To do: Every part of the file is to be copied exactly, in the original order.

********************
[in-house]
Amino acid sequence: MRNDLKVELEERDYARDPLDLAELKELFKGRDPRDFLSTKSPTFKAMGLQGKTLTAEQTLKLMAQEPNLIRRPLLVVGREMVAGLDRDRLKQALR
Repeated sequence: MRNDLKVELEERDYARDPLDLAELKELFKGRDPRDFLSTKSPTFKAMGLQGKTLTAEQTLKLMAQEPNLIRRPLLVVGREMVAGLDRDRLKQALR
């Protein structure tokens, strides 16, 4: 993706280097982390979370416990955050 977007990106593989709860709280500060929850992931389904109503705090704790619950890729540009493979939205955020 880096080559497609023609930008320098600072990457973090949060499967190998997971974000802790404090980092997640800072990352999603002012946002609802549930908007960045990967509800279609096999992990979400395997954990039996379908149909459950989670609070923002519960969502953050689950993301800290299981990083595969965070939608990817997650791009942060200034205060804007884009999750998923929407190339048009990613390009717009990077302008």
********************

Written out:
[in-house]
Amino acid sequence: MRNDLKVELEERDYARDPLDLAELKELFKGRDPRDFLSTKSPTFKAMGLQGKTLTAEQTLKLMAQEPNLIRRPLLVVGREMVAGLDRDRLKQALR
Repeated sequence: MRNDLKVELEERDYARDPLDLAELKELFKGRDPRDFLSTKSPTFKAMGLQGKTLTAEQTLKLMAQEPNLIRRPLLVVGREMVAGLDRDRLKQALR
């Protein structure tokens, strides 16, 4: 993706280097982390979370416990955050 977007990106593989709860709280500060929850992931389904109503705090704790619950890729540009493979939205955020 880096080559497609023609930008320098600072990457973090949060499967190998997971974000802790404090980092997640800072990352999603002012946002609802549930908007960045990967509800279609096999992990979400395997954990039996379908149909459950989670609070923002519960969502953050689950993301800290299981990083595969965070939608990817997650791009942060200034205060804007884009999750998923929407190339048009990613390009717009990077302008």